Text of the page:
Each week I follow along with Ina Garten (aka the Barefoot Contessa) and attempt to recreate one of her dishes in my tiny New York City kitchen. The catch? This is my version of cooking school and I’m making these recipes for the first time. I’ll share both my successes and um, challenges, along the way and we’ll see if I can keep up with the Contessa!
Episode: “Barn Warming”
The Set-up: Ina’s new barn is finally finished and she’s breaking it in with a party for the people who designed and built it.
0:45 – We’re starting out by shopping for ingredients and table décor at Pike’s Farm Stand, which Ina calls her favorite “country experience.”
1:13 – Ina has pretty much cleaned them out – carrots, cabbage, apples – she has some of everything!
2:22 – We’re back at the barn and the cooking has begun with the Ribollita, an Italian vegetable soup I’ve never heard of.
3:54 – Pro Tip#1: When cooking dried beans salt the water at the end so the beans stay tender.
4:38 – Now for a massive pile of leafy greens – 8 cups each of savoy cabbage and kale.
5:16 – I realize that Ina is cooking for a crowd, this doesn’t strike me as a #smallkitchenfriendly recipe. She’s already used two giant pots, a colander, large bowl, and a food processor. Yikes.
6:45 – I like how thrifty Ina is – for example, she’s using some of the cooking liquid from the beans as part of the broth for the soup.
7:29 – Oh, dear. If the leafy greens (not my favorite in soups) weren’t enough now there’s bread involved and I just cannot take soggy bread. Cross Ribollita off my list!
10:11 – Now she’s speaking my language: Pear, Apple, and Cranberry Crisp.
11:20 – I am 100% on the pear bandwagon these days, especially after my taste-testing at Pike’s Place Market last month.
12:55 – Ina calls the pie/fruit crisp “goo” a “sauce” which is probably a more elegant word.
13:18 – The consummate hostess, even the scent of spicy baking to greet her guests has been considered. Do you think she took that page from the Clueless playbook?
14:34 – I am a huge fan of the entire crisp/crumble family – so much easier than dealing with pie crust!
15:21 – Now on to the food table set up using all of the farm stand produce Ina collected.
19:47 – Next, the Smoked Salmon and Herb Butter and I’m excited because I love a good compound butter. Yum.
20:30 – Pro Tip #2: Starting with unsalted butter allows you to control the salt seasoning.
21:16 – Ina is using dark, whole grain bread that looks so similar to the kind I like to buy at Zabars. I’ll bet you one pear and apple crisp that it’s Eli’s bread…
22:53 – We’ve moved on to slicing the smoked salmon and I can’t decide whether I’m impressed or frightened.
23:05 - She basically treated the salmon slices like a puzzle to be reassembled and her attention to detail is intimidating… This is why she earns the big bucks, folks!
25:31 – Ina says she thinks the best way to thank people is by having them come for dinner, which I suppose is true. It certainly is more effort than a gift certificate or dinner in a restaurant.
26:27 – Now for the last dish: Tomato, Mozzarella, and Basil Sandwich which Ina says she’s going to let people serve themselves. How does she let them know that’s the expectation?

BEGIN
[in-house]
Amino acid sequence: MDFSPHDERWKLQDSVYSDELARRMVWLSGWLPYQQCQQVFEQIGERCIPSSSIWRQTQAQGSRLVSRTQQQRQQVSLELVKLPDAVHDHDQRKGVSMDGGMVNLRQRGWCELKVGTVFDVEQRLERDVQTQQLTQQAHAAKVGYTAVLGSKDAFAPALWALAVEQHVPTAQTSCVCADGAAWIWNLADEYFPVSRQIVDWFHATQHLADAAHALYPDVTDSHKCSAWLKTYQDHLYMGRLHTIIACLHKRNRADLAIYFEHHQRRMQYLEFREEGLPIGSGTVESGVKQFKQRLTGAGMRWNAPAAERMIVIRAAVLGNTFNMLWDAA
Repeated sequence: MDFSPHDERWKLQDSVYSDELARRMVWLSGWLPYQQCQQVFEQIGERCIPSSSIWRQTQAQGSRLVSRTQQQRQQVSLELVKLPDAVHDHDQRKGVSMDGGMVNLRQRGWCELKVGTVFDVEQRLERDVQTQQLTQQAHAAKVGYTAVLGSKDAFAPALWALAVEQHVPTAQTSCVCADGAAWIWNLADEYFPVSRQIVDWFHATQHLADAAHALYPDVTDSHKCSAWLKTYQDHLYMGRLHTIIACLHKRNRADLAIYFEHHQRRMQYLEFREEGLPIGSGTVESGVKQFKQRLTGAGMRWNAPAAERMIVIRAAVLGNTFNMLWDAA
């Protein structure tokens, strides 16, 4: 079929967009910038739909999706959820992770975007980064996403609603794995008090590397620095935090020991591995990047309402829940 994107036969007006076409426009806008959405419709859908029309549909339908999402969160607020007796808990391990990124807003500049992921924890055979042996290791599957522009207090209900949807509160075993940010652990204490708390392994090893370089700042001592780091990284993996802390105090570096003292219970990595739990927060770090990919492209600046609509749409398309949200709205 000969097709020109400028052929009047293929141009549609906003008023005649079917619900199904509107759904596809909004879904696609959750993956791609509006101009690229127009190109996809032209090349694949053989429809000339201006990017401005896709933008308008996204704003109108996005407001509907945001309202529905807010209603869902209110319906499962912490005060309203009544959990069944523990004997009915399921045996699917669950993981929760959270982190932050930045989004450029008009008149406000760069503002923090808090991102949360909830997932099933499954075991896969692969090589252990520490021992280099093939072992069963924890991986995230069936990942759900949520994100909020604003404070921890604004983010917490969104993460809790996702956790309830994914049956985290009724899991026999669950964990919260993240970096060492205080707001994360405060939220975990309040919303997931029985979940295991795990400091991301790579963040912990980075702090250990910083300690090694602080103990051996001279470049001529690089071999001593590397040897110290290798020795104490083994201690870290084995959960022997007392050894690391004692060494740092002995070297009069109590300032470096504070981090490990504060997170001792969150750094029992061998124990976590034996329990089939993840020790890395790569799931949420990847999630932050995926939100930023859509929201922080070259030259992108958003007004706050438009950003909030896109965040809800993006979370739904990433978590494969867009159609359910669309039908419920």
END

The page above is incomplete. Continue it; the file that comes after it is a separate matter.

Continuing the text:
27:45 – I’m feeling both a little smug and relieved – I still have a tiny bit of pesto left in the freezer from this past summer, but Ina just bought hers at the store.
28:50 – The table is set, and of course it looks spectacular. Simultaneously cohesive and abundant.
29:13 – Ina’s guests have arrived and everyone is poppin’ bottles and enjoying mugs of soup. She loves it when a plan comes together.
I always feel so disoriented in a new layout; I wonder how long it took Ina to get comfortable cooking in the new barn kitchen?
I think I’ve figured out the buffet strategy: demonstrate for a few people and then tell everyone else to “help yourself to [insert name of intimidating dish, ie. salmon platter].”
How cool would it be to work with Ina on a project like her new barn/kitchen/base of operations?
For me, the trickiest part of making Pear, Apple, and Cranberry Crisp is what makes all recipes involving fruit difficult: getting the consistency of the “goo” right. And by goo, I mean the combination of the fruit juices with the sugar and flour. How much sugar, and especially, how much flour really depends on the specific fruit and I’m still getting the hang of how to judge when I need to add a little more than what the recipe calls for.
That isn’t the fault of the recipe, it’s just something that comes with experience and with this particular attempt the pears were really really ripe. As you can see by the ribbons of juice on the sides of the ramekins my judgment was a little off…. Thankfully, with a baking sheet and a piece of parchment paper a little run over is no big deal and with no bottom crust to worry about crisps are a great training ground for goo mastery.
Small Kitchen Friendly?
Yes, indeed. I used a medium cutting board, one medium and one small bowl, a chef’s knife, and a vegetable peeler. I also used four small ramekins (I cut the recipe in half), a baking sheet, a pastry cutter, a rubber spatula, measuring cups and spoons. That’s it!
I’ve always loved firm fruits like apples and with the addition of pears, cranberries, and spices – how could Pear, Apple, and Cranberry Crisp go wrong? It’s delicious as is, but as I get older I’ve begun to crave a brighter balance of acidity in fruit desserts. So, the only slight change I might make is adding little more lemon juice or trying fresh cranberries to amp up the tartness. Honestly, this dessert is so simple it would be easy to make often and I could envision a breakfast version of this dish, a brilliant idea I first heard on Smitten Kitchen. Definitely make this while cranberries and pears are in season!